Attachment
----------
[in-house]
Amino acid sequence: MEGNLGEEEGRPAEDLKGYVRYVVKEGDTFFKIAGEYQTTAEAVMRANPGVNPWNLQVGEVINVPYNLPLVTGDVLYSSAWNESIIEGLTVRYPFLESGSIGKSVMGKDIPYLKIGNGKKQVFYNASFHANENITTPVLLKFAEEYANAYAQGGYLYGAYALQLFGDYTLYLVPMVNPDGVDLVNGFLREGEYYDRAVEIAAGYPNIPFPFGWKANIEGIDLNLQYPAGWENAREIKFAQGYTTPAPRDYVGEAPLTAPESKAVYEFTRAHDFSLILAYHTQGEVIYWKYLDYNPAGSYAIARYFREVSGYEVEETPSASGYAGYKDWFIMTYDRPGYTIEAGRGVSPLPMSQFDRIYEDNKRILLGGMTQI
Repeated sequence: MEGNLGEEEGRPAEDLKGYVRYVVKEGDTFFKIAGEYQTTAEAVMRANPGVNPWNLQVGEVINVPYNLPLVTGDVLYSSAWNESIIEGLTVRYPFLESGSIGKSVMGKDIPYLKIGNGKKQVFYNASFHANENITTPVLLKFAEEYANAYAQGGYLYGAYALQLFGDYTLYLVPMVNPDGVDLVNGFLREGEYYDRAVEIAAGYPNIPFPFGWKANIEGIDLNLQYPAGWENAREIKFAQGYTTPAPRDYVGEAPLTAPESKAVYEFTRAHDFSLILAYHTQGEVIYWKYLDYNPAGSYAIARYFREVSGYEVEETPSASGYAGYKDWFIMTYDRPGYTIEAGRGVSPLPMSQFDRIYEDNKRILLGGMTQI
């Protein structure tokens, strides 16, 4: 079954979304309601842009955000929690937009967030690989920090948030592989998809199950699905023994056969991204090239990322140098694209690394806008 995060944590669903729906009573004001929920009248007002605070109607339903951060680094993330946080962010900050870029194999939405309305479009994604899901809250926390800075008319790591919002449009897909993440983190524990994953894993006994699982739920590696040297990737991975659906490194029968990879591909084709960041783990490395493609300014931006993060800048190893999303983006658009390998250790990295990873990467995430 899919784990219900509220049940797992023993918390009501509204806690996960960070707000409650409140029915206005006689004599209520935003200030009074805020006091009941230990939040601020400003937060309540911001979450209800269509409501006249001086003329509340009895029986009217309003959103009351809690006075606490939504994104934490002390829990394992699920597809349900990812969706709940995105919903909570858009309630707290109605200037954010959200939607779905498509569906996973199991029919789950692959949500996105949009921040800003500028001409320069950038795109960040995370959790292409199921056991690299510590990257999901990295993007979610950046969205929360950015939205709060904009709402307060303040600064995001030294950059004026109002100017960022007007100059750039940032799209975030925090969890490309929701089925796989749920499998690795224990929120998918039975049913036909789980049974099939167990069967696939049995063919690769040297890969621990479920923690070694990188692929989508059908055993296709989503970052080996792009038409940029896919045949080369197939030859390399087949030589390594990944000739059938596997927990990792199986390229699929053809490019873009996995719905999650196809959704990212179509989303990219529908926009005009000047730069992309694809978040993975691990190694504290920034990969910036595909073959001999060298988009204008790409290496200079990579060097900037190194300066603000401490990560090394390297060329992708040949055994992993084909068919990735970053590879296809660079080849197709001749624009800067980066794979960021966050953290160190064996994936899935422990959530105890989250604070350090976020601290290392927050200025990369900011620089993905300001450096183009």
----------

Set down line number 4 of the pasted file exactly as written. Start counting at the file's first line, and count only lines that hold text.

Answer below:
């Protein structure tokens, strides 16, 4: 079954979304309601842009955000929690937009967030690989920090948030592989998809199950699905023994056969991204090239990322140098694209690394806008 995060944590669903729906009573004001929920009248007002605070109607339903951060680094993330946080962010900050870029194999939405309305479009994604899901809250926390800075008319790591919002449009897909993440983190524990994953894993006994699982739920590696040297990737991975659906490194029968990879591909084709960041783990490395493609300014931006993060800048190893999303983006658009390998250790990295990873990467995430 899919784990219900509220049940797992023993918390009501509204806690996960960070707000409650409140029915206005006689004599209520935003200030009074805020006091009941230990939040601020400003937060309540911001979450209800269509409501006249001086003329509340009895029986009217309003959103009351809690006075606490939504994104934490002390829990394992699920597809349900990812969706709940995105919903909570858009309630707290109605200037954010959200939607779905498509569906996973199991029919789950692959949500996105949009921040800003500028001409320069950038795109960040995370959790292409199921056991690299510590990257999901990295993007979610950046969205929360950015939205709060904009709402307060303040600064995001030294950059004026109002100017960022007007100059750039940032799209975030925090969890490309929701089925796989749920499998690795224990929120998918039975049913036909789980049974099939167990069967696939049995063919690769040297890969621990479920923690070694990188692929989508059908055993296709989503970052080996792009038409940029896919045949080369197939030859390399087949030589390594990944000739059938596997927990990792199986390229699929053809490019873009996995719905999650196809959704990212179509989303990219529908926009005009000047730069992309694809978040993975691990190694504290920034990969910036595909073959001999060298988009204008790409290496200079990579060097900037190194300066603000401490990560090394390297060329992708040949055994992993084909068919990735970053590879296809660079080849197709001749624009800067980066794979960021966050953290160190064996994936899935422990959530105890989250604070350090976020601290290392927050200025990369900011620089993905300001450096183009």